On November 1, new median income amounts become applicable. Some people were predicting these amounts would be lower because of the faltering economy. But in many states the income figures went up instead of down. For example, among single-person families, 31 of the states’ median incomes went up and only 19 went down. Remember, if the median income goes up, that makes it a little more likely that your income will fall below that median, and you’ll have smoother sailing qualifying for Chapter 7.

So, if your income is close to the applicable median amount, and the median is increasing for your family size in your state on November 1, then you have a better chance at falling under the median if you file on or after that date. But if the applicable median is decreasing, then you have a better chance of falling under the median if you file your bankruptcy before then, by no later than October 31.

I’m about to give you the two lists of median income amounts—the one applicable through October 1, and the other starting November 1. But before you start comparing those annual income amounts to your income, please understand that the meaning of “income” in this context is quite different than conventional meanings of that word. “Income” here is calculated using a six-calendar-month look back period that is doubled and then divided by 12 for an average monthly income. It includes all sources of income from all family members other than social security, not just taxable income.

Because of this and many other sorts of complications, yon truly need to consult with a bankruptcy attorney about whether this November 1 median income changes matter to you, and whether you should try to file before then or instead after. But to get you started, here are the two median income lists: the one to use until October 31, 2011, and the other to use after that.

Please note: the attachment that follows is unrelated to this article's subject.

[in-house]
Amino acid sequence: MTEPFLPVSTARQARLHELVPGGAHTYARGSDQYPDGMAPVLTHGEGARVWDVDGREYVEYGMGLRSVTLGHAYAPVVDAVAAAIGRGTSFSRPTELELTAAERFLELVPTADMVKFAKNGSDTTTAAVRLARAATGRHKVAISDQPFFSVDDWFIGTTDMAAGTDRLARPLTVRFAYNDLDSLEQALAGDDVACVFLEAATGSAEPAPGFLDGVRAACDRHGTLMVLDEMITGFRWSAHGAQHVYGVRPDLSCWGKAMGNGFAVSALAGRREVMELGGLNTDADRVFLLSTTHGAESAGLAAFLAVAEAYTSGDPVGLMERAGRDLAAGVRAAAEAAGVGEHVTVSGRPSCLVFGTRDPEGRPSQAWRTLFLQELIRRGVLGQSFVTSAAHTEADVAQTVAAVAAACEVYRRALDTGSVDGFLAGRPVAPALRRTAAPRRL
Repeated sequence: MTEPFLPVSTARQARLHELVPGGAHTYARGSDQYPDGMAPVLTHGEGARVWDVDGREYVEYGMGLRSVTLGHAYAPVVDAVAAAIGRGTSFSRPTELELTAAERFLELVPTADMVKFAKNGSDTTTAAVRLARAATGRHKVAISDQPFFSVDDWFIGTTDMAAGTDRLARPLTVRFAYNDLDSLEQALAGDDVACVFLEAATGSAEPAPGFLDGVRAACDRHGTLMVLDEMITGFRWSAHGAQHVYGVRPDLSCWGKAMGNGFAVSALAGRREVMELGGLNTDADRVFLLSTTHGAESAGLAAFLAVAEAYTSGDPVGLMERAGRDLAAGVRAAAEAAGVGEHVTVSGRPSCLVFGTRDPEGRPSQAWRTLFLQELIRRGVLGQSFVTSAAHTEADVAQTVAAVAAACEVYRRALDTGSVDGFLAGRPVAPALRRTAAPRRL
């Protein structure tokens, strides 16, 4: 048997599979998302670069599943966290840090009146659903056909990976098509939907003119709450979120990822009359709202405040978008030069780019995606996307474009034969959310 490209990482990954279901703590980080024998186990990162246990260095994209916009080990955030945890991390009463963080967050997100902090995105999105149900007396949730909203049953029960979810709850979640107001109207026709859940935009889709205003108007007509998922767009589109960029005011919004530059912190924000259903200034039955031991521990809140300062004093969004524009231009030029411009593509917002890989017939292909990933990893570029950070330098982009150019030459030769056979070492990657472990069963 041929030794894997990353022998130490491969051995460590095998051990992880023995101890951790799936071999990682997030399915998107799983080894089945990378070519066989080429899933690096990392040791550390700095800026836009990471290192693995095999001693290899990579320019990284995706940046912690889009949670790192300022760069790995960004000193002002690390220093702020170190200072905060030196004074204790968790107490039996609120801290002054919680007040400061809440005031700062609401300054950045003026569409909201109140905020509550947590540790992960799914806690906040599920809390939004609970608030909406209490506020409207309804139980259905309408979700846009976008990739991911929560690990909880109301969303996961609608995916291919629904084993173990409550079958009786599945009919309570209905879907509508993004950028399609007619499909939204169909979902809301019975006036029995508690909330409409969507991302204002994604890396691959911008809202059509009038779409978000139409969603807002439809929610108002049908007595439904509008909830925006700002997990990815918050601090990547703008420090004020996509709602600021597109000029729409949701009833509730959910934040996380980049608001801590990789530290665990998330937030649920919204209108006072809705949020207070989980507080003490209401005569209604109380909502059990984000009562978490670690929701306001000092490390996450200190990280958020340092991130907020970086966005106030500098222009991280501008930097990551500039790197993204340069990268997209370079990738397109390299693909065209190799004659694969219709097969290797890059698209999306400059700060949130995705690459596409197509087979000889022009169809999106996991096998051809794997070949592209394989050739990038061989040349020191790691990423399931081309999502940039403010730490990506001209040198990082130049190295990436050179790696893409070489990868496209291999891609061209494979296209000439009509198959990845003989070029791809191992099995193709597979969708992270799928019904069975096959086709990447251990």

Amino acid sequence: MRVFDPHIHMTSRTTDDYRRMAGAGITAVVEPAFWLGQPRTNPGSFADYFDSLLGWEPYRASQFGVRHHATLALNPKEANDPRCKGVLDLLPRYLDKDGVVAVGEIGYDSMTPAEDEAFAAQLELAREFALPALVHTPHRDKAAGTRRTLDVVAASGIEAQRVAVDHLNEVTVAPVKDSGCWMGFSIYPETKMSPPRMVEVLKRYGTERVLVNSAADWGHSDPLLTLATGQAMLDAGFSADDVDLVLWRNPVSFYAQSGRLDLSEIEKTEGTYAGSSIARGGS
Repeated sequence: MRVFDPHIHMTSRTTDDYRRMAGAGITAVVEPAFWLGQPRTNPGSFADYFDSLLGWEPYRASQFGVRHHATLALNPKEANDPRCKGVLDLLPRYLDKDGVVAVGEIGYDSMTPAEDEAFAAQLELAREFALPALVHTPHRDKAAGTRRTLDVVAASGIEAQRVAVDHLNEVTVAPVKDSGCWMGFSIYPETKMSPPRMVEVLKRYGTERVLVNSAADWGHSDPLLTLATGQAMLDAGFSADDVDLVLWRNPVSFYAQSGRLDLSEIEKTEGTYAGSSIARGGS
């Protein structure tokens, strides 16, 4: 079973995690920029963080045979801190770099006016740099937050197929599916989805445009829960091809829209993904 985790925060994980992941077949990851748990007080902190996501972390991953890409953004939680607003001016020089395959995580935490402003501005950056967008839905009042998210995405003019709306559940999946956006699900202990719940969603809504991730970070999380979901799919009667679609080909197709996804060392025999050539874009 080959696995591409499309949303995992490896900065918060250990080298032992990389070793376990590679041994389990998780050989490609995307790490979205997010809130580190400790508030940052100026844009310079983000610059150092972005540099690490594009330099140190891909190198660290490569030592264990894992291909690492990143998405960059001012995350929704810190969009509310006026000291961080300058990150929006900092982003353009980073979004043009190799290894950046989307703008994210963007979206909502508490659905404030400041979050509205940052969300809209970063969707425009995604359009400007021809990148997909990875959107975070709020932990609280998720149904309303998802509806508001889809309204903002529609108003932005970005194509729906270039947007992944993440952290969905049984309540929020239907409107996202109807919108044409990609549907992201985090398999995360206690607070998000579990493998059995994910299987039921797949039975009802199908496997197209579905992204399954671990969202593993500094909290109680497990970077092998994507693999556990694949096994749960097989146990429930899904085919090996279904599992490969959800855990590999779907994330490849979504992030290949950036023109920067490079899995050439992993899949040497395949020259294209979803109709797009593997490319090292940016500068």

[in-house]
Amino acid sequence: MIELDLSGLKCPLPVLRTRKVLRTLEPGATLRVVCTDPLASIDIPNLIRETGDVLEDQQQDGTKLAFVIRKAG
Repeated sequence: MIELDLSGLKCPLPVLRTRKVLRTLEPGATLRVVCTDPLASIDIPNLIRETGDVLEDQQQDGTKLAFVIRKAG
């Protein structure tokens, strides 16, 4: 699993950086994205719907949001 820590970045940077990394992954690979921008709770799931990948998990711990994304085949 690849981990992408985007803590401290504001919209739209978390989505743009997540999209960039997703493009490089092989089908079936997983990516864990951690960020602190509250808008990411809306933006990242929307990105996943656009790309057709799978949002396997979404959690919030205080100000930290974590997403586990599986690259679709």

You may want the fast fresh start of a Chapter 7 case, but sometimes your circumstances scream out for a Chapter 13 instead.  It’s true—for some people Chapter 13 provides tremendous tools not available under Chapter 7. Now all you have to do is qualify for it.

Qualifying for Chapter 13 is completely different than qualifying for Chapter 7. You 1) can’t have too much debt, and 2) must be “an individual with regular income.”


Too Much Debt

There is no limit how much debt you can have if you file a Chapter 7 case. But under Chapter 13 there IS a strict maximum debt amount. The idea is that Chapter 13 is a relatively straightforward and efficient procedure designed for relatively simple situations. If there’s a huge amount of debt, the theory is that you need a more complicated procedure, Chapter 11, which is arguably ten times more elaborate (and about that many times more expensive!).  

So Congress has come up, rather arbitrarily, with a strict debt maximum to qualify for Chapter 13. Actually, there are two separate maximums, one for unsecured debt and another for secured debt. You’re thrown out of Chapter 13 if you exceed either amount.

The current maximums are $1,081,400 for secured debt and $360,475 in unsecured debts. Those same numbers apply whether you are filing by yourself or with a spouse.

These amounts may sound like way beyond what most consumers would owe, and in fact they do not cause most people a problem. But these limits are problematic more than you might think. Consider if you owed a normal amount of debt and then were hit with a catastrophic medical emergency and/or very serious ongoing condition that quickly exhausted your medical insurance. A few hundred thousand dollars of medical debts can add up faster than you can believe.